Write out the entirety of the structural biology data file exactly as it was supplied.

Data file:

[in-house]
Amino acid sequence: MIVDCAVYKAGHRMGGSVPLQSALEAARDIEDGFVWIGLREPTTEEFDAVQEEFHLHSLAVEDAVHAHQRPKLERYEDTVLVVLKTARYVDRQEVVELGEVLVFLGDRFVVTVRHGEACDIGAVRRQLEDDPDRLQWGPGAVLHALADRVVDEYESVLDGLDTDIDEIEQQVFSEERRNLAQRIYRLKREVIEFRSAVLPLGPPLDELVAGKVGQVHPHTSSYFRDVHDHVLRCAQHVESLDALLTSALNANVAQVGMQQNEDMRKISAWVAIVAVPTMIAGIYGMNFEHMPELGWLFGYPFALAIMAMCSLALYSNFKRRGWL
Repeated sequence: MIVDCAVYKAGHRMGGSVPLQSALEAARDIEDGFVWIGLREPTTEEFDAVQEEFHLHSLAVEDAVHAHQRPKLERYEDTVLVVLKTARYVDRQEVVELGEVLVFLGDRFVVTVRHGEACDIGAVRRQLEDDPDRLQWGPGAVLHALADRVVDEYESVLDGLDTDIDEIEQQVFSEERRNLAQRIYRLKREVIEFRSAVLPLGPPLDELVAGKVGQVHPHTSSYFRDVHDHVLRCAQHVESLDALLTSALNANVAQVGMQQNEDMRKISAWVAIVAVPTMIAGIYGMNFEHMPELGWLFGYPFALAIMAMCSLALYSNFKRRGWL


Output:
[in-house]
Amino acid sequence: MIVDCAVYKAGHRMGGSVPLQSALEAARDIEDGFVWIGLREPTTEEFDAVQEEFHLHSLAVEDAVHAHQRPKLERYEDTVLVVLKTARYVDRQEVVELGEVLVFLGDRFVVTVRHGEACDIGAVRRQLEDDPDRLQWGPGAVLHALADRVVDEYESVLDGLDTDIDEIEQQVFSEERRNLAQRIYRLKREVIEFRSAVLPLGPPLDELVAGKVGQVHPHTSSYFRDVHDHVLRCAQHVESLDALLTSALNANVAQVGMQQNEDMRKISAWVAIVAVPTMIAGIYGMNFEHMPELGWLFGYPFALAIMAMCSLALYSNFKRRGWL
Repeated sequence: MIVDCAVYKAGHRMGGSVPLQSALEAARDIEDGFVWIGLREPTTEEFDAVQEEFHLHSLAVEDAVHAHQRPKLERYEDTVLVVLKTARYVDRQEVVELGEVLVFLGDRFVVTVRHGEACDIGAVRRQLEDDPDRLQWGPGAVLHALADRVVDEYESVLDGLDTDIDEIEQQVFSEERRNLAQRIYRLKREVIEFRSAVLPLGPPLDELVAGKVGQVHPHTSSYFRDVHDHVLRCAQHVESLDALLTSALNANVAQVGMQQNEDMRKISAWVAIVAVPTMIAGIYGMNFEHMPELGWLFGYPFALAIMAMCSLALYSNFKRRGWL